Posted 7 months ago
By Scott Carlson
When the civil defense sirens sound during severe weather, we expect it to be followed by the buzzing sound of the Emergency Alert System on our radios and televisions announcing a Tornado Warning, followed by it’s location and other information.
However, this wasn’t the case in the city of North Platte last night.
The civil defense warning sirens, or tornado sirens as most of us refer to them, sounded last night even though the National Weather Service hadn’t issued a Tornado Warning for the city, prompting many residents to ask why.
According to the North Platte 911 Center, they were given a Severe Warning 1, which is a step above a Severe Thunderstorm Warning, and requires emergency personnel to act as if there were an imminent threat to life and property.
The National Weather Service (NWS) advised North Platte Dispatchers that they were tracking a very strong cell near the Lake Maloney area, which was showing signs of rotation on radar. While the storm had not produced a radar indicated or confirmed tornado, storms in the area were increasing in severity rapidly prompting warning coordinators to upgrade the warning.
The civil defense sirens are not just for Tornadoes, but rather are to be used in any situation where there is an imminent or potentially imminent threat to life and property.
Fortunately, the city of North Platte was spared from tornadoes last night. Nonetheless, many communities in our area did receive large hail up to the size of tennis balls and winds in excess of 80 miles per hour, causing significant damage to property.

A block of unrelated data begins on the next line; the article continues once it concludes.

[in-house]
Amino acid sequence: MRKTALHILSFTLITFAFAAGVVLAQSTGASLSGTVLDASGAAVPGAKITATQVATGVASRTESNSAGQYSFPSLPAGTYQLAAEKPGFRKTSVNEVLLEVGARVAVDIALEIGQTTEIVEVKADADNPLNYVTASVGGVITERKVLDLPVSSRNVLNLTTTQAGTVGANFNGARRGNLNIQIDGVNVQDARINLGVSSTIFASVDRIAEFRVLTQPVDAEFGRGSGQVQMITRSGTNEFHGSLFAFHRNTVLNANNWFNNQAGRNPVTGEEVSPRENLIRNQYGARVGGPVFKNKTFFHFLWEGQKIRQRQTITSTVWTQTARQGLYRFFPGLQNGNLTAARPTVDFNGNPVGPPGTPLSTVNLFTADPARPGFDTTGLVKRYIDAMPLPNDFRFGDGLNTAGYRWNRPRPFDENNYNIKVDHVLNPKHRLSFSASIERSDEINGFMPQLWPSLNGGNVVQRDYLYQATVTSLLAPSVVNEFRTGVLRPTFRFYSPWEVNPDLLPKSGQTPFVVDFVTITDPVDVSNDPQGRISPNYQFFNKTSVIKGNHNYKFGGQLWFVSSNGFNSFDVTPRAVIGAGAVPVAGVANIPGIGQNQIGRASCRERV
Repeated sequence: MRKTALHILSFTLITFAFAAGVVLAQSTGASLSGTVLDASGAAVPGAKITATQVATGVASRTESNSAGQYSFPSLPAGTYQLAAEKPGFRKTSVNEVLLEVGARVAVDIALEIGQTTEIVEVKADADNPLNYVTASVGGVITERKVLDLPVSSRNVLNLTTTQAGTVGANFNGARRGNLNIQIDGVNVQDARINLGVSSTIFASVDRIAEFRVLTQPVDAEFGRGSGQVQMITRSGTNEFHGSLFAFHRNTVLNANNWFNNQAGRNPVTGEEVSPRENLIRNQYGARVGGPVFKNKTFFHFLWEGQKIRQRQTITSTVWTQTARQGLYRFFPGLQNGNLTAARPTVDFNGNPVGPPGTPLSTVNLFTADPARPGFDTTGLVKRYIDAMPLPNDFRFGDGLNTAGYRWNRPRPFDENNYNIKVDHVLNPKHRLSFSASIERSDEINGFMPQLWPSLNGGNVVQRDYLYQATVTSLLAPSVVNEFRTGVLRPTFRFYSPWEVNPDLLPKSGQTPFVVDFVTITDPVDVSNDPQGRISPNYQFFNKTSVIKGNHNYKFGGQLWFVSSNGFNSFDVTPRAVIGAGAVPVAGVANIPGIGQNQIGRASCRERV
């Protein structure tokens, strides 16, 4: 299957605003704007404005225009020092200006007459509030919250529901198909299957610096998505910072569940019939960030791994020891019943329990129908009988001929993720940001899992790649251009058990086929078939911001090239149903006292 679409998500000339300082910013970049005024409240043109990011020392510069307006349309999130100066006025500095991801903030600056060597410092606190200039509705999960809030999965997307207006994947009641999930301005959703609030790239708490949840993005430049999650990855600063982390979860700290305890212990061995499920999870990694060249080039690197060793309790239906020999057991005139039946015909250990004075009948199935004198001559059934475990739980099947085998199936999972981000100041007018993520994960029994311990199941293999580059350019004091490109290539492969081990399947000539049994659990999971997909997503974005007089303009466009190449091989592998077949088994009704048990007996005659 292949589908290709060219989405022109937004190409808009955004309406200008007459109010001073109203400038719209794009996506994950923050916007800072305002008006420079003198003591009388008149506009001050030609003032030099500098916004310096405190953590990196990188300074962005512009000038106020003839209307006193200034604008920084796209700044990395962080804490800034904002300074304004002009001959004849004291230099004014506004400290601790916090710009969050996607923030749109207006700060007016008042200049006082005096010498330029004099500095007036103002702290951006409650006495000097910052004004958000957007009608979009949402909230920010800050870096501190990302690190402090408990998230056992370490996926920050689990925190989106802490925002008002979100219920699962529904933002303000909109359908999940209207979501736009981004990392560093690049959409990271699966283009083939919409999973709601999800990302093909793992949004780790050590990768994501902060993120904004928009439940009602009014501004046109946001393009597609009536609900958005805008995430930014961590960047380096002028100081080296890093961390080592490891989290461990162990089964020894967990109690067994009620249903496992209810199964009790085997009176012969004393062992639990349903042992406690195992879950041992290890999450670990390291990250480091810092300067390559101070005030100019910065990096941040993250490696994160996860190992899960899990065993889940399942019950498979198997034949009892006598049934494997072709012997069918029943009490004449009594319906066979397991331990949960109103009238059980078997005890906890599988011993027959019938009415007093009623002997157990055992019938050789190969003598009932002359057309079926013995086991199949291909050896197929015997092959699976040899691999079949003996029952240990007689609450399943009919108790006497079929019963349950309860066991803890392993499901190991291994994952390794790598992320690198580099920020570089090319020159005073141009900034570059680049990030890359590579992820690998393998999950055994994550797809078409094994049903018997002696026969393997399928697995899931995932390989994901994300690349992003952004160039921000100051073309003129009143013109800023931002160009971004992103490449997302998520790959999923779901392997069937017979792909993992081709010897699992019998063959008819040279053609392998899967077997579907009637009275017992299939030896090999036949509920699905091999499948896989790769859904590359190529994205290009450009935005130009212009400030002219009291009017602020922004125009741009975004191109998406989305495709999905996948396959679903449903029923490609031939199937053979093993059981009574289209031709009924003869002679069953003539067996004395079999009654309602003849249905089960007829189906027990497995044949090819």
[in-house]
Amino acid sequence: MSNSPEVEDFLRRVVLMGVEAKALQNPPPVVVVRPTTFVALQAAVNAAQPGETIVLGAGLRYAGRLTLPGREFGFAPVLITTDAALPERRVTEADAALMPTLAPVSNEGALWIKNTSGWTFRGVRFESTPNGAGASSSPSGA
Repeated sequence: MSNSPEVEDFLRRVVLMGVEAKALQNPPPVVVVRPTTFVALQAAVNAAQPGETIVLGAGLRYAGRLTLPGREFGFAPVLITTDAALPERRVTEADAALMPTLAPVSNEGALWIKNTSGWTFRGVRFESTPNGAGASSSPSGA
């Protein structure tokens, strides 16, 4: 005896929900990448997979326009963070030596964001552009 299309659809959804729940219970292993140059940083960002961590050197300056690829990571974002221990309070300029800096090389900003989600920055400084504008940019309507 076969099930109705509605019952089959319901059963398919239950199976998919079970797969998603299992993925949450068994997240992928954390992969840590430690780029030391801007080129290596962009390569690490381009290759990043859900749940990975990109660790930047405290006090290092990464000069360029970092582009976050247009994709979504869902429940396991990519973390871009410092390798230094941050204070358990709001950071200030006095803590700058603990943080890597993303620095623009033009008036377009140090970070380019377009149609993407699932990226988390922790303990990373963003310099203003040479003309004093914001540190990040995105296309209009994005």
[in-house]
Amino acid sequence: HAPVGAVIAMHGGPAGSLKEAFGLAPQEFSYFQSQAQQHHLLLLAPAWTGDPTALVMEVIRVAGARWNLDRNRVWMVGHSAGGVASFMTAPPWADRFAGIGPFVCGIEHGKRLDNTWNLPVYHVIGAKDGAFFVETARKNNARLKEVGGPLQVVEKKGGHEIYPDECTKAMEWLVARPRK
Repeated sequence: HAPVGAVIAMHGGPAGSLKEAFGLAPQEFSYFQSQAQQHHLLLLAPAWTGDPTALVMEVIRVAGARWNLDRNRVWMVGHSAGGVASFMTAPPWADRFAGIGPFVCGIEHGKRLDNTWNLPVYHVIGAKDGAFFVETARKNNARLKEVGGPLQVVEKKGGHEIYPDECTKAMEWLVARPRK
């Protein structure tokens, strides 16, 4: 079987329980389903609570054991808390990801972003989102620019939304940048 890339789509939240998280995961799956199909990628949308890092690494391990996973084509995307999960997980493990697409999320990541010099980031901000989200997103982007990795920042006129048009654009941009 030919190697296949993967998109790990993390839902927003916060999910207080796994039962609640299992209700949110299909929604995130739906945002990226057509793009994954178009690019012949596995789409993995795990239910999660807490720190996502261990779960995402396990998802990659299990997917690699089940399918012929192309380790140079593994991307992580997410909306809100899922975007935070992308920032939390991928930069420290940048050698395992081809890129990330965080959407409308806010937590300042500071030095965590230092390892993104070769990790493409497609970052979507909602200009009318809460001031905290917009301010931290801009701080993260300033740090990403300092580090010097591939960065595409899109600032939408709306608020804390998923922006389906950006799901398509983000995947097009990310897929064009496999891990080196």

Here are the warning definitions from the NWS:
Severe Thunderstorm Warning
This is issued when either a severe thunderstorm is indicated by the WSR-88D radar or a spotter reports a thunderstorm producing hail one inch or larger in diameter and/or winds equal or exceed 58 miles an hour; therefore, people in the affected area should seek safe shelter immediately. Severe thunderstorms can produce tornadoes with little or no advance warning. Lightning frequency is not a criteria for issuing a severe thunderstorm warning. They are usually issued for a duration of one hour. They can be issued without a Severe Thunderstorm Watch being already in effect.
This is issued when a tornado is indicated by the WSR-88D radar or sighted by spotters; therefore, people in the affected area should seek safe shelter immediately. They can be issued without a Tornado Watch being already in effect. They are usually issued for a duration of around 30 minutes.
In the event of severe weather, stay tuned to the North Platte Post Facebook Page and the Eagle Radio family of stations, Mix 97.1, Q Country 107.3 and ESPN Radion 1410. We will keep you advised of all developing information.